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West Nile Virus Shouldn’t Be an Excuse to Pollute Water
A recent San Francisco Chronicle article falsely suggests that new federal regulations on pesticides are contributing to the spread of West Nile virus.
State vector control agencies—the officials responsible for controlling mosquitoes that carry the virus—are quoted saying the regulations are hampering their efforts to kill mosquitoes in the larval stage. But the regulations do not stop the use of pesticides when they’re needed. Rather, they require common-sense measures to ensure that pesticides are being used responsibly to cause the least harm to waterways and aquatic life.
Under the new regulations, vector control officials are required to conduct a needs analysis to determine if pests are present and pose a health threat or other problem; to evaluate whether a less-toxic alternative would be equally effective; and to minimize impacts to water quality by applying pesticides in the least harmful way. Harm from pesticides can be reduced by limiting spraying near creeks and shorelines, using the least toxic pesticides available, and avoiding application of pesticides immediately before or after rain.
Unfortunately, these Bay Area vector control agencies are continuing a business-as-usual approach: they routinely use pesticides without considering whether they are truly necessary or whether other measures would be more effective, and they too often don’t do enough to protect nearby waterways from contamination.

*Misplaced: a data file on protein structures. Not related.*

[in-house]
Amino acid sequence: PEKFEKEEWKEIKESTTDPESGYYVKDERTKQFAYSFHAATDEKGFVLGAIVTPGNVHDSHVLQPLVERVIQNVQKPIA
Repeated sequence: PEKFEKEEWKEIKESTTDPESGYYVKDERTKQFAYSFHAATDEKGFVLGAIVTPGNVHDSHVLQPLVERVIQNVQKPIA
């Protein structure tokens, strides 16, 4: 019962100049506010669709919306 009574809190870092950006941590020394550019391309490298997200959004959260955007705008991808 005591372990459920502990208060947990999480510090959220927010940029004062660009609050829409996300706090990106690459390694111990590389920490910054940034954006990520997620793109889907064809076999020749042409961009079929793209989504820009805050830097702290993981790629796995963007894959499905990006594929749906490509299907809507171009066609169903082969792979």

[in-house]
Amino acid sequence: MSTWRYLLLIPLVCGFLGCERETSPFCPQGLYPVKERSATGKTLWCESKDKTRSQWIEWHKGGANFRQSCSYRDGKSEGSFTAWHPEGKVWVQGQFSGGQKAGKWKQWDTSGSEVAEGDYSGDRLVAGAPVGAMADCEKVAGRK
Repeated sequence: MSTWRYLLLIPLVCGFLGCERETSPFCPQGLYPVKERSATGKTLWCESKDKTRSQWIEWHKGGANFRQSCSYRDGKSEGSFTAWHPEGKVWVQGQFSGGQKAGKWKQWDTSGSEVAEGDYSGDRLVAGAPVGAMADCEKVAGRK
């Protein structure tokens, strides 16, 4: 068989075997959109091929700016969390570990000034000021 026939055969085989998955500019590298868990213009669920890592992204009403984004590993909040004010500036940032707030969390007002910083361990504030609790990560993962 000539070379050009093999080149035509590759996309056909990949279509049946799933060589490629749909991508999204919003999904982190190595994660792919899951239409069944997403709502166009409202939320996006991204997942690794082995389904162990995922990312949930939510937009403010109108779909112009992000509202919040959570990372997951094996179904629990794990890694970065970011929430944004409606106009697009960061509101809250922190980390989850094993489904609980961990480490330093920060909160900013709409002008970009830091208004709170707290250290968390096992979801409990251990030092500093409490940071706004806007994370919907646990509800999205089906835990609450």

Federal regulations on spraying pesticides in or near waterways are under attack. A bill in the U.S. Senate would remove pesticides from the Clean Water Act entirely. This irresponsible legislation would allow pesticide spraying into water, by anyone, with no concern for water quality.
San Francisco Baykeeper has long fought to protect San Francisco Bay—along with creeks, rivers, fish and other wildlife nationwide—from unmitigated pesticide spraying. In 2009, we won a victory in the United States Court of Appeals for the Sixth Circuit stating that pesticides are pollutants harmful to the environment and human health and cannot be exempted from Clean Water Act protections and oversights when applied on or near our nation's waterways.
Baykeeper’s landmark court victory led directly to the federal pesticide regulations now under attack in the U.S. Senate. These regulations are sorely needed. Across the country, government agencies and water districts have for years routinely applied pesticides directly to or near thousands of miles of waterways to control pests and aquatic vegetation.
These pesticides are, by their very nature, toxic to aquatic life and often persist in the environment even when applied correctly. Pesticide toxicity already impairs Bay Area creeks and contaminates San Francisco Bay. Pesticides also cause human health problems, including cancer.
Vector control officials need to be judicious in their pesticide use, minimize the risk from both disease and pesticides, and protect our waters.